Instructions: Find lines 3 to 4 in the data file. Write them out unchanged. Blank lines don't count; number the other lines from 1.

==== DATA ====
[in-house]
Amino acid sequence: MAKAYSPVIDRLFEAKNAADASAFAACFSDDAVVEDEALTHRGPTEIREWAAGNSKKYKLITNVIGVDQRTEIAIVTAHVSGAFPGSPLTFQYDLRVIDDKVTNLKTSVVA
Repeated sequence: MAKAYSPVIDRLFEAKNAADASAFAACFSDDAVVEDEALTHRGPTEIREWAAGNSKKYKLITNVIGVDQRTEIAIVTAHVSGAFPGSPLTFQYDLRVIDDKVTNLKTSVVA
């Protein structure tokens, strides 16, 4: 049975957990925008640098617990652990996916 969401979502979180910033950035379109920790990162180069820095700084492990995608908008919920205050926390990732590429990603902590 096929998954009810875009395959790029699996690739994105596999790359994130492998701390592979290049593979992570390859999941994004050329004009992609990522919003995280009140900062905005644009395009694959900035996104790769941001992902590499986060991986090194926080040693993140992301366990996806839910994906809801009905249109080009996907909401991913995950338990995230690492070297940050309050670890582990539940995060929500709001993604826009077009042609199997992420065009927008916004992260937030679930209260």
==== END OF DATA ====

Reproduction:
Repeated sequence: MAKAYSPVIDRLFEAKNAADASAFAACFSDDAVVEDEALTHRGPTEIREWAAGNSKKYKLITNVIGVDQRTEIAIVTAHVSGAFPGSPLTFQYDLRVIDDKVTNLKTSVVA
């Protein structure tokens, strides 16, 4: 049975957990925008640098617990652990996916 969401979502979180910033950035379109920790990162180069820095700084492990995608908008919920205050926390990732590429990603902590 096929998954009810875009395959790029699996690739994105596999790359994130492998701390592979290049593979992570390859999941994004050329004009992609990522919003995280009140900062905005644009395009694959900035996104790769941001992902590499986060991986090194926080040693993140992301366990996806839910994906809801009905249109080009996907909401991913995950338990995230690492070297940050309050670890582990539940995060929500709001993604826009077009042609199997992420065009927008916004992260937030679930209260």